I live with an educator and listen to my wife talk about continually assessing students to ensure they are learning and performing the way they need to in order to grow.
As in education, assessment and evaluation are important tools to evaluate how effectively a board is performing and how it is moving the organization forward towards its goals and objectives.
Board member self-evaluation is a tool available to associations in measuring board effectiveness. The board chair can use information gathered from board members evaluating themselves to allow him/her to focus on a board members past contributions and possible future roles and responsibilities as a board member.
We have found that association members don’t mind getting involved (becoming board members) if they feel that their time is well spent working in meaningful and effective ways. Self-evaluation is an effective tool to measure their participation from their own perspective. The evaluation tool (my wife calls them instruments) can be a series of questions that ask each board member to rate his/herself on participation on a scale of 1-5 (agree, somewhat agree, neutral, somewhat disagree or disagree).
In researching the frequency in which boards evaluate themselves, I found an interesting stat from BoardSource (BoardSource is an organization in the USA that promotes board excellence) “According to Nonprofit Governance Index 2010, a report from BoardSource, 60% of boards conduct a formal, written evaluation of the board, and of those that do so, 66% were rated as “effective” by their chief executives.”(1)
A few of our clients have written board member self-evaluation into the policy statements of the organization. This helps the board to understand the value of assessing performance and understanding.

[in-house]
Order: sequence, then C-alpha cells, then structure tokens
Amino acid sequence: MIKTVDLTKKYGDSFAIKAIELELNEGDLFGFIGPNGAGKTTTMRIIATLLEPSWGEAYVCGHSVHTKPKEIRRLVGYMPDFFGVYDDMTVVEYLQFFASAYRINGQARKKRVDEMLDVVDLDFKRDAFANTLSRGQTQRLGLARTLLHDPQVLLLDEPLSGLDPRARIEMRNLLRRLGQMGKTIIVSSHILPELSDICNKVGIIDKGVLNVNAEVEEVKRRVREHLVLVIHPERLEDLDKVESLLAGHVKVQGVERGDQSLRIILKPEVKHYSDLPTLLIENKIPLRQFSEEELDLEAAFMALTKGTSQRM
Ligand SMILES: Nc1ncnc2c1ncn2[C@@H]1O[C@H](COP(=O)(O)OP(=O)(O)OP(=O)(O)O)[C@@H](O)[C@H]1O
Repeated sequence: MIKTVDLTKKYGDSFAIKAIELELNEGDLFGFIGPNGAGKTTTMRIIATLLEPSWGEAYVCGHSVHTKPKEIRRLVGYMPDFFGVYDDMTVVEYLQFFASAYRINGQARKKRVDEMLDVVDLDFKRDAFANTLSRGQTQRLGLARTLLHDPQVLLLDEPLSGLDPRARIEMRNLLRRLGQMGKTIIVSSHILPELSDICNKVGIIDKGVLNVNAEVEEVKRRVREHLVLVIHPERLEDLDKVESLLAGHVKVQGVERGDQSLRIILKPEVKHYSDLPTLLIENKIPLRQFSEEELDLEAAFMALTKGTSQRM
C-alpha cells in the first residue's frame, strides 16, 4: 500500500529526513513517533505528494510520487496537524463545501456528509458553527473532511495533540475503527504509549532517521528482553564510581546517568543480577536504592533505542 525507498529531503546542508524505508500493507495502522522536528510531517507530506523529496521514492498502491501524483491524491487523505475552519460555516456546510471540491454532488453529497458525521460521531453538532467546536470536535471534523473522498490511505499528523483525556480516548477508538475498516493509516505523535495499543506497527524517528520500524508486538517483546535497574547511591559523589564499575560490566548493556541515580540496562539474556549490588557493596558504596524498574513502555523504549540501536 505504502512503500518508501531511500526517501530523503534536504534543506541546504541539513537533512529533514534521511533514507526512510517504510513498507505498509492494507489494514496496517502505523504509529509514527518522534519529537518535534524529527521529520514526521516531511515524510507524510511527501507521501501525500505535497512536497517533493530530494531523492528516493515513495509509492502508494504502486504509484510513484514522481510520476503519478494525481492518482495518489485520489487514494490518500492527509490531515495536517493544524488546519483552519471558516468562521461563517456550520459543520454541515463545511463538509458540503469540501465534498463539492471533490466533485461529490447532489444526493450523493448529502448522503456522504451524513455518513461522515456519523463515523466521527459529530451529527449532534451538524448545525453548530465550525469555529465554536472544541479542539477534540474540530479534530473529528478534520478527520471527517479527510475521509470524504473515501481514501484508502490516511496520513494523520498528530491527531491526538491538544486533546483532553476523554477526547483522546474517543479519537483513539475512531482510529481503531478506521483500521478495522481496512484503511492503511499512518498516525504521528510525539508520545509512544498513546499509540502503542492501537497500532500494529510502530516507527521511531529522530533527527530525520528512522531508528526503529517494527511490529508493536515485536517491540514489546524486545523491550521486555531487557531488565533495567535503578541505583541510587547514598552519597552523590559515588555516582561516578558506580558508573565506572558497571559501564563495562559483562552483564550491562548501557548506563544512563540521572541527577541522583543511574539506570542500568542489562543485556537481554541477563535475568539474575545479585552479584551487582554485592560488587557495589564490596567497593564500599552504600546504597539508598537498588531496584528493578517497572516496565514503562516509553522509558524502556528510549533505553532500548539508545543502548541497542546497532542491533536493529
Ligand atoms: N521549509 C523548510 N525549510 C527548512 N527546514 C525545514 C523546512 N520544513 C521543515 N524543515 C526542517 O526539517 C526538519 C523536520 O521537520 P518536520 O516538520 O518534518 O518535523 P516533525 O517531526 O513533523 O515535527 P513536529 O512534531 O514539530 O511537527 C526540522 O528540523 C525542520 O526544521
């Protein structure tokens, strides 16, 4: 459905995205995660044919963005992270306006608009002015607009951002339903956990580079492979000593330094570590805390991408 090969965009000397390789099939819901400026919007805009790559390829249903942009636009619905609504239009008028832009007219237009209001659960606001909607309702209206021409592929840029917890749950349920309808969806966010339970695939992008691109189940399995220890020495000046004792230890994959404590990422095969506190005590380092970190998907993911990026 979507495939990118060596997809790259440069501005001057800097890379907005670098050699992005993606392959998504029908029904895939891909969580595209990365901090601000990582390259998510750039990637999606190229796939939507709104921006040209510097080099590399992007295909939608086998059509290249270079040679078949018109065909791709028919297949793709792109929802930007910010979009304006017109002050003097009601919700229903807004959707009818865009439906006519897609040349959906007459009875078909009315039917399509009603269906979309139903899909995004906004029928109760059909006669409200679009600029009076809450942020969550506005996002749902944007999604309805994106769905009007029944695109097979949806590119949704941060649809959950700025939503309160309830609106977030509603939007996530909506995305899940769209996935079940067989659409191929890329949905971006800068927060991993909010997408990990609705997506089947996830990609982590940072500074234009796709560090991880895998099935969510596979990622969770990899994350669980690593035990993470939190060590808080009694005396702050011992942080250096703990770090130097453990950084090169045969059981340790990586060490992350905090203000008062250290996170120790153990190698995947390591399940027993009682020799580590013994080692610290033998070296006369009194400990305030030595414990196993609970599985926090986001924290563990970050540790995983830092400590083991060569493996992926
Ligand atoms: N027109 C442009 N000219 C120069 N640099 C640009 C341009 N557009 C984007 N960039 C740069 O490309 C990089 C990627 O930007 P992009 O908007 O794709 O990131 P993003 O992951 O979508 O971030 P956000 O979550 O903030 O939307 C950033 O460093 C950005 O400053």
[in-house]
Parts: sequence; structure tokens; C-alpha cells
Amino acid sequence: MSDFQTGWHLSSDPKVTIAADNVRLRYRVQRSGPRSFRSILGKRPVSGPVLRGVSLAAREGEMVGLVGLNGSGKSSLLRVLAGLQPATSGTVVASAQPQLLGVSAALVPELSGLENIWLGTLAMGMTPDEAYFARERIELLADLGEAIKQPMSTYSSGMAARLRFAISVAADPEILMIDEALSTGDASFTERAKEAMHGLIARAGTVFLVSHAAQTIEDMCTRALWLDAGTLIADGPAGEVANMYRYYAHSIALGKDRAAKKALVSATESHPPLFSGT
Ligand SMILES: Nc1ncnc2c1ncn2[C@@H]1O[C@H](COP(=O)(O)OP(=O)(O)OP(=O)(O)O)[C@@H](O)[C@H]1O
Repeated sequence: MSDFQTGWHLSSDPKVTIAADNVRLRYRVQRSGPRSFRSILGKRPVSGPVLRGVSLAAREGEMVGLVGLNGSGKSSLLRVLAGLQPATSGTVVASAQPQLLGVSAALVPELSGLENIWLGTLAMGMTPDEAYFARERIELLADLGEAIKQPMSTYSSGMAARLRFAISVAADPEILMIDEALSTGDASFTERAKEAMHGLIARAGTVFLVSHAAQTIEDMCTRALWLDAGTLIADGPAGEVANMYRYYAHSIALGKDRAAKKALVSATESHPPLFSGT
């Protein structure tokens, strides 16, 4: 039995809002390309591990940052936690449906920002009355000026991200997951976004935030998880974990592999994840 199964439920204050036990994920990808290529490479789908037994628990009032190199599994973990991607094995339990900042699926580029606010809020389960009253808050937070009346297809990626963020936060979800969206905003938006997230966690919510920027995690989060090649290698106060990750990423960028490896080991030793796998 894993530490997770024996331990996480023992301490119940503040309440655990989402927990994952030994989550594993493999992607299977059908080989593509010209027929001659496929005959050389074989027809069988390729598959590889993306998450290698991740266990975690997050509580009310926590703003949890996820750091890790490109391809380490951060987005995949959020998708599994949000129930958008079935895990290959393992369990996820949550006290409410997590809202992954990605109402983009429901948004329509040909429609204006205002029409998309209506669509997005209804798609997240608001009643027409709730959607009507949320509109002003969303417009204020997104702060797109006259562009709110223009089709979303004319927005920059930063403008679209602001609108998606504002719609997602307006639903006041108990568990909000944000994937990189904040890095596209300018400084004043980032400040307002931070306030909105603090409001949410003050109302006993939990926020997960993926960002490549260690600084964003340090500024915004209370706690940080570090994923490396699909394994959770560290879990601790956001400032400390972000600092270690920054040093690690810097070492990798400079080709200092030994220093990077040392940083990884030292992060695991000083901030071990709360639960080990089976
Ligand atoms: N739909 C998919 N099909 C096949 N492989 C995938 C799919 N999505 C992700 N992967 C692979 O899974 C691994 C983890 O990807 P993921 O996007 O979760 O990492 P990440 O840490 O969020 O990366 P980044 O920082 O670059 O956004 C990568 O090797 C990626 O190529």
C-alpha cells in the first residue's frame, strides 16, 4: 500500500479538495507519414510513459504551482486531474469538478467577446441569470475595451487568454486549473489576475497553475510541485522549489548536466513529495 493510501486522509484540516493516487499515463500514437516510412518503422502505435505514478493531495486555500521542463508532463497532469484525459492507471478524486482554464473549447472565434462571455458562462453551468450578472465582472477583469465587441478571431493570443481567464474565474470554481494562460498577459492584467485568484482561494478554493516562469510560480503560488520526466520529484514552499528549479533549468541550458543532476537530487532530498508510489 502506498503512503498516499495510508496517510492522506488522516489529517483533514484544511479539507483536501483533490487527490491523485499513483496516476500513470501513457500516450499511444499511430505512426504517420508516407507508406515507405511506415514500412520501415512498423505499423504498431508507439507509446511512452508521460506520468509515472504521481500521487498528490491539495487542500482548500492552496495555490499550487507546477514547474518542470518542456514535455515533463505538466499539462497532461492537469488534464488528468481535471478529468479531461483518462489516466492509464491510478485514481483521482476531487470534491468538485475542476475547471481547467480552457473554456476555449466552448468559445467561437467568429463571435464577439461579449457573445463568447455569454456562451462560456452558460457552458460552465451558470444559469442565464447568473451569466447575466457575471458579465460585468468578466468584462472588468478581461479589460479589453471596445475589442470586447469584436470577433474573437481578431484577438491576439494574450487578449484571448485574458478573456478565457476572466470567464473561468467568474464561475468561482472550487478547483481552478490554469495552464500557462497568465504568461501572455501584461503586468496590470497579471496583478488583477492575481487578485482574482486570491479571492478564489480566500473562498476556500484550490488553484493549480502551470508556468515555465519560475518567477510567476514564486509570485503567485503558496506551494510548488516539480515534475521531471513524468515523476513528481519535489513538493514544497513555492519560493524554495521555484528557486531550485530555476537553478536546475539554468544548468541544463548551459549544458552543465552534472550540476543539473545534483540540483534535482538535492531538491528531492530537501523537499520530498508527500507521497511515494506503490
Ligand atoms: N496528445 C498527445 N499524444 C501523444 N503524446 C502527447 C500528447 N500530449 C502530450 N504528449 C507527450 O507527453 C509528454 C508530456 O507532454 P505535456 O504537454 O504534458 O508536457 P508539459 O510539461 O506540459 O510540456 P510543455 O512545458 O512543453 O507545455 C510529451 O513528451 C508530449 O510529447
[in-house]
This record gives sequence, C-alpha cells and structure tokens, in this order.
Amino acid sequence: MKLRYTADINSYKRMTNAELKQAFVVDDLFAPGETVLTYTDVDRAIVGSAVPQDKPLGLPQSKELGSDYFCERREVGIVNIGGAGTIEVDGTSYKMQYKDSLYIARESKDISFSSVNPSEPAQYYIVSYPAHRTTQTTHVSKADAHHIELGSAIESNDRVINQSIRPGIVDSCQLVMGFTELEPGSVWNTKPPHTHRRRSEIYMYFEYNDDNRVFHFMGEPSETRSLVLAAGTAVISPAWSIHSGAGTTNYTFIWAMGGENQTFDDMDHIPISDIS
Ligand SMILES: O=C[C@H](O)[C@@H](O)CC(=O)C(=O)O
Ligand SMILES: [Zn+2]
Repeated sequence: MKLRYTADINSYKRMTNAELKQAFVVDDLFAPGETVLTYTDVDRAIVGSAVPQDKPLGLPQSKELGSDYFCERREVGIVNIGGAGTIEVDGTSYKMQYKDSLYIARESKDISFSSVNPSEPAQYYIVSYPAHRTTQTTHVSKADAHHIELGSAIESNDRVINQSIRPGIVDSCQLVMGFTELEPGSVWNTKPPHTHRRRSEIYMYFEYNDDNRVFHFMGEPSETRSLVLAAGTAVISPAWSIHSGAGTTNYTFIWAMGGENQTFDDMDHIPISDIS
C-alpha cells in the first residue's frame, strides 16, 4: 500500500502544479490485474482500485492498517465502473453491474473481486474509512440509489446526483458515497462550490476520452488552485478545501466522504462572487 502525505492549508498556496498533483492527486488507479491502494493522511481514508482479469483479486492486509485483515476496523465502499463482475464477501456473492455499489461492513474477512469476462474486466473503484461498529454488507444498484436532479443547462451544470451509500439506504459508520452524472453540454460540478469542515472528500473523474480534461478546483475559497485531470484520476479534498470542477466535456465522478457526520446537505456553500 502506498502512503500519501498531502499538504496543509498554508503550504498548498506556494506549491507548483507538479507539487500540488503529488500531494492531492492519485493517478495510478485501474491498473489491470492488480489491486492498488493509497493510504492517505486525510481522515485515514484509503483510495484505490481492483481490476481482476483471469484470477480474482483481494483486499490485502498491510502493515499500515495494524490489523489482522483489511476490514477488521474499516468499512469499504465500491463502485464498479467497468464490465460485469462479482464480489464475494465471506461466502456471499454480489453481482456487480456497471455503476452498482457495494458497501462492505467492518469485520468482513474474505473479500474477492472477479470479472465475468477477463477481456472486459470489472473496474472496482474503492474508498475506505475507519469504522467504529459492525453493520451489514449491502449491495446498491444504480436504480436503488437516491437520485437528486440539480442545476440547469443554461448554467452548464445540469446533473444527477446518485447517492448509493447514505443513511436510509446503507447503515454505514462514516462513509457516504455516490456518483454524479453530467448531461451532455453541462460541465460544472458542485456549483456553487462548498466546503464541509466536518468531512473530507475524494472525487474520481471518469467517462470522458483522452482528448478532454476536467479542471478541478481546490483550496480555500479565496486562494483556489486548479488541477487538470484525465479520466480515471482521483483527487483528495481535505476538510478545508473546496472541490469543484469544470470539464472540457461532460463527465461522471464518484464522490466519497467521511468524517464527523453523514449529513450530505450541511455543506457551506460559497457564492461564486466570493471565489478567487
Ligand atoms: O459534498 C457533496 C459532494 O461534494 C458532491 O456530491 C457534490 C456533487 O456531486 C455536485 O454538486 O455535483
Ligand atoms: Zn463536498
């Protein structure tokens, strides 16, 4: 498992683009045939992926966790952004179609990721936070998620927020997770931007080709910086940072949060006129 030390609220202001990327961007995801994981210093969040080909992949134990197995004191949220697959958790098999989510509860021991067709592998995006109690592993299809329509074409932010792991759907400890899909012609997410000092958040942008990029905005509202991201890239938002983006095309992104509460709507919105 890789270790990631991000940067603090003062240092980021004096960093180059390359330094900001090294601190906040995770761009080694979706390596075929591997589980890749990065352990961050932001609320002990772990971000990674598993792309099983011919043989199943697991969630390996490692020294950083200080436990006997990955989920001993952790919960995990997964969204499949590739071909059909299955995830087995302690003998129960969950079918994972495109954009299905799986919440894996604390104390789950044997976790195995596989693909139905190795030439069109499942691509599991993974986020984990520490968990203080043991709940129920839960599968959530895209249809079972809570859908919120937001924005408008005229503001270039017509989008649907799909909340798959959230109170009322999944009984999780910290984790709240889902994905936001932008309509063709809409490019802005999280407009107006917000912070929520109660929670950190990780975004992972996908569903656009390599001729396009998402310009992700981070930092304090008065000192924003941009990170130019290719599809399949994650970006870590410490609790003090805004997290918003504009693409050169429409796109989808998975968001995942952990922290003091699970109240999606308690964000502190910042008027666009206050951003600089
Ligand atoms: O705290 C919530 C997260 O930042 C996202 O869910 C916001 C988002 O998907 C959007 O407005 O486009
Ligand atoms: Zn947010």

Below is an example of some of the questions that can be incorporated into the self-evaluation and answered on the 1-5 scale:
- I have a good understanding of the bylaws, mission, vision and programs as they pertain to my role as a board member
- I have a good understanding of my role and duties as a board member
- I understand and respect the distinctions between the governance role of the board and the role of the executive director and staff
- I understand the budget and financial statements
- I am committed/dedicated to the associations mission
- I am well prepared for meetings
- I consistently respect and support board decisions made with due diligence
- I contribute time and talent, consistent with the expectations for members of this board and my personal capacity
- I am satisfied with my contributions to the association
- I carry out assigned tasks in a timely manner
- I represent the board and association positively to industry stakeholders/the community
Self-evaluation questionnaires should be completed annually and their timing included in the policy statement. Once completed, the chair of the board should review the ratings in order to understand areas where leadership/professional development is needed around the board table and where individual board members might be best suited in future roles.
The board should have a commitment to assessing its performance so that it can identify strengths and areas where it can improve.
Self-evaluation gives board members the opportunity to reflect on their understanding of the association, their roles and duties, the roles and responsibilities of staff, their preparation for meetings, and how satisfied they each are by their contributions to the Board.
In future blogs I will discuss some other common tools available to evaluate board performance.